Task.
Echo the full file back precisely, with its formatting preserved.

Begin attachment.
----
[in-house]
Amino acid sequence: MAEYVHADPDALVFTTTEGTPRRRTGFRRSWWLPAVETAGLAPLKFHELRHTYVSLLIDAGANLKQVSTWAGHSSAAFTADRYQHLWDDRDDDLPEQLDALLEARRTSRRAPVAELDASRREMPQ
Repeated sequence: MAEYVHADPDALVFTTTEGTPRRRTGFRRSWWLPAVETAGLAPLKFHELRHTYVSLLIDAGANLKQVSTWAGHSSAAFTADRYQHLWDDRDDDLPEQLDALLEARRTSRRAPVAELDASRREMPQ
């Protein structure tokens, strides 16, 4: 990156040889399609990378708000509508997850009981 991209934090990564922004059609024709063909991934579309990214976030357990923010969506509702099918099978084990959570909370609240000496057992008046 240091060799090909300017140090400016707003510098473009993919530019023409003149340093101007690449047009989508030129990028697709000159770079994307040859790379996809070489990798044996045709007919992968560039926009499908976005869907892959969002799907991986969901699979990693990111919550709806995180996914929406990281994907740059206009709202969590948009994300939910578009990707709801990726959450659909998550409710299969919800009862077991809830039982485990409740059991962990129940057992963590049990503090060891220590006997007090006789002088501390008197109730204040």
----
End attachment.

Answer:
[in-house]
Amino acid sequence: MAEYVHADPDALVFTTTEGTPRRRTGFRRSWWLPAVETAGLAPLKFHELRHTYVSLLIDAGANLKQVSTWAGHSSAAFTADRYQHLWDDRDDDLPEQLDALLEARRTSRRAPVAELDASRREMPQ
Repeated sequence: MAEYVHADPDALVFTTTEGTPRRRTGFRRSWWLPAVETAGLAPLKFHELRHTYVSLLIDAGANLKQVSTWAGHSSAAFTADRYQHLWDDRDDDLPEQLDALLEARRTSRRAPVAELDASRREMPQ
């Protein structure tokens, strides 16, 4: 990156040889399609990378708000509508997850009981 991209934090990564922004059609024709063909991934579309990214976030357990923010969506509702099918099978084990959570909370609240000496057992008046 240091060799090909300017140090400016707003510098473009993919530019023409003149340093101007690449047009989508030129990028697709000159770079994307040859790379996809070489990798044996045709007919992968560039926009499908976005869907892959969002799907991986969901699979990693990111919550709806995180996914929406990281994907740059206009709202969590948009994300939910578009990707709801990726959450659909998550409710299969919800009862077991809830039982485990409740059991962990129940057992963590049990503090060891220590006997007090006789002088501390008197109730204040």